History
Nazi Germany
Name: U-775
Ordered: 21 November 1940
Builder: Kriegsmarinewerft Wilhelmshaven
Yard number: 158
Laid down: 22 January 1943
Launched: 11 February 1944
Commissioned: 23 March 1944
Fate: Surrendered 9 May 1945
Status: Sunk on 8 December 1945
General characteristics
Class and type: Type VIIC submarine
Displacement:
  • 769 tonnes (757 long tons) surfaced
  • 871 t (857 long tons) submerged
Length:
Beam:
  • 6.20 m (20 ft 4 in) o/a
  • 4.70 m (15 ft 5 in) pressure hull
Draught: 4.74 m (15 ft 7 in)
Installed power:
  • 2,800–3,200 PS (2,100–2,400 kW; 2,800–3,200 bhp) (diesels)
  • 750 PS (550 kW; 740 shp) (electric)
Propulsion:
Speed:
  • 17.7 knots (32.8 km/h; 20.4 mph) surfaced
  • 7.6 knots (14.1 km/h; 8.7 mph) submerged
Range:
  • 8,500 nmi (15,700 km; 9,800 mi) at 10 knots (19 km/h; 12 mph) surfaced
  • 80 nmi (150 km; 92 mi) at 4 knots (7.4 km/h; 4.6 mph) submerged
Test depth:
  • 230 m (750 ft)
  • Crush depth: 250–295 m (820–968 ft)
Complement: 4 officers, 40–56 enlisted
Armament:
Service record[1]
Part of:
Commanders:
  • Oblt.z.S. Erich Taschenmacher
  • 23 March 1944 – 9 May 1945
Operations:
  • 1st patrol: 18 November – 21 December 1944
  • 2nd patrol: 7 February – 30 March 1945
Victories:
  • 1 merchant ship sunk (1,926 GRT)
  • 1 merchant ship damaged (6,991 GRT)
  • 1 warship sunk (1,300 tons)

German submarine U-775 was a Type VIIC U-boat built for Nazi Germany's Kriegsmarine for service during World War II. She was laid down on 22 January 1943 by Kriegsmarinewerft Wilhelmshaven as yard number 158, launched on 11 February 1944 and commissioned on 23 March 1944 under Oberleutnant zur See Erich Taschenmacher.

Design

German Type VIIC submarines were preceded by the shorter Type VIIB submarines. U-775 had a displacement of 769 tonnes (757 long tons) when at the surface and 871 tonnes (857 long tons) while submerged.[2] She had a total length of 67.10 m (220 ft 2 in), a pressure hull length of 50.50 m (165 ft 8 in), a beam of 6.20 m (20 ft 4 in), a height of 9.60 m (31 ft 6 in), and a draught of 4.74 m (15 ft 7 in). The submarine was powered by two Germaniawerft F46 four-stroke, six-cylinder supercharged diesel engines producing a total of 2,800 to 3,200 metric horsepower (2,060 to 2,350 kW; 2,760 to 3,160 shp) for use while surfaced, two Garbe, Lahmeyer & Co. RP 137/c double-acting electric motors producing a total of 750 metric horsepower (550 kW; 740 shp) for use while submerged. She had two shafts and two 1.23 m (4 ft) propellers. The boat was capable of operating at depths of up to 230 metres (750 ft).[2]

The submarine had a maximum surface speed of 17.7 knots (32.8 km/h; 20.4 mph) and a maximum submerged speed of 7.6 knots (14.1 km/h; 8.7 mph).[2] When submerged, the boat could operate for 80 nautical miles (150 km; 92 mi) at 4 knots (7.4 km/h; 4.6 mph); when surfaced, she could travel 8,500 nautical miles (15,700 km; 9,800 mi) at 10 knots (19 km/h; 12 mph). U-775 was fitted with five 53.3 cm (21 in) torpedo tubes (four fitted at the bow and one at the stern), fourteen torpedoes, one 8.8 cm (3.46 in) SK C/35 naval gun, (220 rounds), one 3.7 cm (1.5 in) Flak M42 and two twin 2 cm (0.79 in) C/30 anti-aircraft guns. The boat had a complement of between forty-four and sixty.[2]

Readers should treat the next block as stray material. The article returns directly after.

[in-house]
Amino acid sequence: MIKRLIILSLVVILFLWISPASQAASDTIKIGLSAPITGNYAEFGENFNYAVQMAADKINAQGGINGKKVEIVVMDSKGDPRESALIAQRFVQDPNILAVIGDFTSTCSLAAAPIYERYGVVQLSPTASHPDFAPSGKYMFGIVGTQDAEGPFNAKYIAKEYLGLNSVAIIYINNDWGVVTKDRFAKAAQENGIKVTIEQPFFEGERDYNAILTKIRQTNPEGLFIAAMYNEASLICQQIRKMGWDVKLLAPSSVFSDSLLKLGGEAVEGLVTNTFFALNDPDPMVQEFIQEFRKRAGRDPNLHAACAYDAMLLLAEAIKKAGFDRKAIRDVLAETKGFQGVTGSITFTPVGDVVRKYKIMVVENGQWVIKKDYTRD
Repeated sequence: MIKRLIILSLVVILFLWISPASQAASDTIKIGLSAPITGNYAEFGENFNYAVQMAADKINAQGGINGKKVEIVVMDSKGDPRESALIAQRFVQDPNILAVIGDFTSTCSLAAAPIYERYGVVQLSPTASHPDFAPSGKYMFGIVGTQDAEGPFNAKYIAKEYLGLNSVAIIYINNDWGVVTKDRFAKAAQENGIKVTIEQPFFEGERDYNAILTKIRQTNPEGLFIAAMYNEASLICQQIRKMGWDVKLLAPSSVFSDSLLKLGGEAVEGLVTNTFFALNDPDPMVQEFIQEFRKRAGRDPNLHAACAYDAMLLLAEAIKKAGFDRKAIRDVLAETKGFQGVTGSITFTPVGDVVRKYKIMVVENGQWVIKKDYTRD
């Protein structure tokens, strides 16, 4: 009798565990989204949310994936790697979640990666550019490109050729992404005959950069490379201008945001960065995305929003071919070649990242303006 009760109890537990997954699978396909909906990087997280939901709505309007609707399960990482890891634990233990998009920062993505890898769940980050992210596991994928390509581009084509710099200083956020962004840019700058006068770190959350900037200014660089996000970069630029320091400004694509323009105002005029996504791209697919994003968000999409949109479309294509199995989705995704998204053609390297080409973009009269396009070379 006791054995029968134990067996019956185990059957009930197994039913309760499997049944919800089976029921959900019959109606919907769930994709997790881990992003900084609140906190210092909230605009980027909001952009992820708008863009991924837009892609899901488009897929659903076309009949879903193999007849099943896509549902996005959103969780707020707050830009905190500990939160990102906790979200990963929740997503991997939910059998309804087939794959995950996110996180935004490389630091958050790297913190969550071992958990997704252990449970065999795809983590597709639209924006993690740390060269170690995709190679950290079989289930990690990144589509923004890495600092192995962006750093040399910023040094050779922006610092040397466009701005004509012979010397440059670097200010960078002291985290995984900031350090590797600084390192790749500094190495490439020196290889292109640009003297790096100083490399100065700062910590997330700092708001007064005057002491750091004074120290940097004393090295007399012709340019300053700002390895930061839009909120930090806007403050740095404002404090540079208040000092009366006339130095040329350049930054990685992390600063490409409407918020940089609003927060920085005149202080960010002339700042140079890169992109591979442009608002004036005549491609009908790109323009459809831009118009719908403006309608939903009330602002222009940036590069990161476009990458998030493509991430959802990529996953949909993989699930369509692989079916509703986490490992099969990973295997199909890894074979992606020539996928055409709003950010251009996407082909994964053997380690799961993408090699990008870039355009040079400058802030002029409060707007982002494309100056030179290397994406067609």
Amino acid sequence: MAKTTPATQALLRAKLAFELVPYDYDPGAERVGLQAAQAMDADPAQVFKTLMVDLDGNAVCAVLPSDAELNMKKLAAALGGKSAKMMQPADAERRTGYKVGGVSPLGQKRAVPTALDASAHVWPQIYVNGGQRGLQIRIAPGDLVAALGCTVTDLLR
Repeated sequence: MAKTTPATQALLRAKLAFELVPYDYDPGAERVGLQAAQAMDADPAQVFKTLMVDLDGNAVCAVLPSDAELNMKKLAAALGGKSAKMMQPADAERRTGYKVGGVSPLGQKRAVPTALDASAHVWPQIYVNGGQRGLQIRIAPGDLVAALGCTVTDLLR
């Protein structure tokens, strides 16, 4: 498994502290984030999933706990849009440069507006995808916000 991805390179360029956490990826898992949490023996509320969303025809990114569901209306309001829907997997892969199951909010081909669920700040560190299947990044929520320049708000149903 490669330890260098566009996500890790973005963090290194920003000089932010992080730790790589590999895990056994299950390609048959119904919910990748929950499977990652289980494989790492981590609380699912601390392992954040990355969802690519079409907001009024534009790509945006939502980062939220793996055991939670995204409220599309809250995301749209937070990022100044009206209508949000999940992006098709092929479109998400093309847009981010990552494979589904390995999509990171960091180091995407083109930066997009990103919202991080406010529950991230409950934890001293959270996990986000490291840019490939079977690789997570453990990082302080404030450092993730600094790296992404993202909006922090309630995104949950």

Service history

The boat's career began with training at 31st U-boat Flotilla on 23 March 1944, followed by active service on 1 November 1944 as part of the 11th Flotilla for the remainder of her service.

In two patrols she sank one merchant ship, for a total of 1,926 gross register tons (GRT), one warship sunk (1,300 tons) and one merchant ship damaged (6,991 GRT).

Wolfpacks

U-775 took part in no wolfpacks.

Fate

U-775 surrendered on 9 May 1945 in Trondheim, Norway. She was later sunk by gunfire on 8 December 1945 as part of Operation Deadlight.

Summary of raiding history

Date Name Nationality Tonnage[Note 1] Fate[3]
6 December 1944 HMS Bullen  Royal Navy 1,300 Sunk
28 February 1945 Soreldoc  United States 1,926 Sunk
6 March 1945 Empire Geraint  United Kingdom 6,991 Damaged

References

Notes

  1. ^ Merchant ship tonnages are in gross register tons. Military vessels are listed by tons displacement.

Citations

  1. ^ Helgason, Guðmundur. "The Type VIIC boat U-775". German U-boats of WWII - uboat.net. Retrieved 4 September 2014.
  2. ^ a b c d Gröner 1991, pp. 43-46.
  3. ^ Helgason, Guðmundur. "Ships hit by U-775". German U-boats of WWII - uboat.net. Retrieved 4 September 2014.

Bibliography

  • Busch, Rainer; Röll, Hans-Joachim (1999). German U-boat commanders of World War II : a biographical dictionary. Translated by Brooks, Geoffrey. London, Annapolis, Md: Greenhill Books, Naval Institute Press. ISBN 1-55750-186-6.
  • Busch, Rainer; Röll, Hans-Joachim (1999). Deutsche U-Boot-Verluste von September 1939 bis Mai 1945 [German U-boat losses from September 1939 to May 1945]. Der U-Boot-Krieg (in German). IV. Hamburg, Berlin, Bonn: Mittler. ISBN 3-8132-0514-2.
  • Gröner, Erich; Jung, Dieter; Maass, Martin (1991). U-boats and Mine Warfare Vessels. German Warships 1815–1945. 2. Translated by Thomas, Keith; Magowan, Rachel. London: Conway Maritime Press. ISBN 0-85177-593-4.
  • Sharpe, Peter (1998). U-Boat Fact File. Great Britain: Midland Publishing. ISBN 1-85780-072-9.

External links

  • Helgason, Guðmundur. "The Type VIIC boat U-775". German U-boats of WWII - uboat.net. Retrieved 29 December 2014.